Abstract
In recent years two different axiomatic characterizations of the intuitive concept of effective calculability have been proposed, one by Sieg and the other by Dershowitz and Gurevich. Analyzing them from the perspective of Carnapian explication, I argue that these two characterizations explicate the intuitive notion of effective calculability in two different ways. I will trace back these two ways to Turing’s and Kolmogorov’s informal analyses of the intuitive notion of calculability and to their respective outputs: the notion of computorability and the notion of algorithmability. I will then argue that, in order to adequately capture the conceptual differences between these two notions, the classical two-step picture of explication is not enough. I will present a more fine-grained three-step version of Carnapian explication, showing how with its help the difference between these two notions can be better understood and explained.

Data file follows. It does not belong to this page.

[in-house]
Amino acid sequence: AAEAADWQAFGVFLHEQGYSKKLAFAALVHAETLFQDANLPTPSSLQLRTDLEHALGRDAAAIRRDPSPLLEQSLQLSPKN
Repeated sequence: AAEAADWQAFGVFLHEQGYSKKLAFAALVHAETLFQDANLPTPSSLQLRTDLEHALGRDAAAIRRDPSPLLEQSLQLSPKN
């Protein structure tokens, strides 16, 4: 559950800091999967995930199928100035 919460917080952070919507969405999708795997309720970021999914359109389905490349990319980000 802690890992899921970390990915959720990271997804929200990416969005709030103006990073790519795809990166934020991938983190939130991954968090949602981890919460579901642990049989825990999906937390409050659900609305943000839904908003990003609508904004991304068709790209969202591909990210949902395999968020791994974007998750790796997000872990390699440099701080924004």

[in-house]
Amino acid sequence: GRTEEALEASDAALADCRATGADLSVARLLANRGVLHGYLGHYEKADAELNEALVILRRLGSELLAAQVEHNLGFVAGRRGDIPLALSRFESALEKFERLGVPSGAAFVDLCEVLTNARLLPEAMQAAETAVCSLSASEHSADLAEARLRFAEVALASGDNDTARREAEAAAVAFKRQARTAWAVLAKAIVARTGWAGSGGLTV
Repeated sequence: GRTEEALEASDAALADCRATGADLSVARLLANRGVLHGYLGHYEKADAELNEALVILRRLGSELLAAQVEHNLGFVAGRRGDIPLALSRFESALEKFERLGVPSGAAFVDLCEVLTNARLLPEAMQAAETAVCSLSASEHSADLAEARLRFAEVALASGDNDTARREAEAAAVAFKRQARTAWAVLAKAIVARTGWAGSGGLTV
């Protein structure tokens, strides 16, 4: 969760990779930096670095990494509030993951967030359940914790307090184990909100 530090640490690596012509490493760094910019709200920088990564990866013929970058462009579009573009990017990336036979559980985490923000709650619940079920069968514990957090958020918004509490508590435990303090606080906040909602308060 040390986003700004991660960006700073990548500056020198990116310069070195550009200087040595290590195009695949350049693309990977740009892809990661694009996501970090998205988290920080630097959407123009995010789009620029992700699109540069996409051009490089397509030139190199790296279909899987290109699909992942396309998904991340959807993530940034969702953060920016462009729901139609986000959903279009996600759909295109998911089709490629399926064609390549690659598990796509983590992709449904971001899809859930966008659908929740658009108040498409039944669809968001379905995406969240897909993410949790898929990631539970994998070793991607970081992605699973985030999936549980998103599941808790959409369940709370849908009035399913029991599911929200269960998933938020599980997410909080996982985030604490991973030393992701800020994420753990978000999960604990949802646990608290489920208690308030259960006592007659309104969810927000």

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DOI 10.1007/s13194-020-00337-2
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Logical Foundations of Probability.Rudolf Carnap - 1950 - Chicago]University of Chicago Press.
On Computable Numbers, with an Application to the N Tscheidungsproblem.Alan Turing - 1936 - Proceedings of the London Mathematical Society 42 (1):230-265.
The Concept of Logical Consequence.John Etchemendy - 1990 - Harvard University Press.

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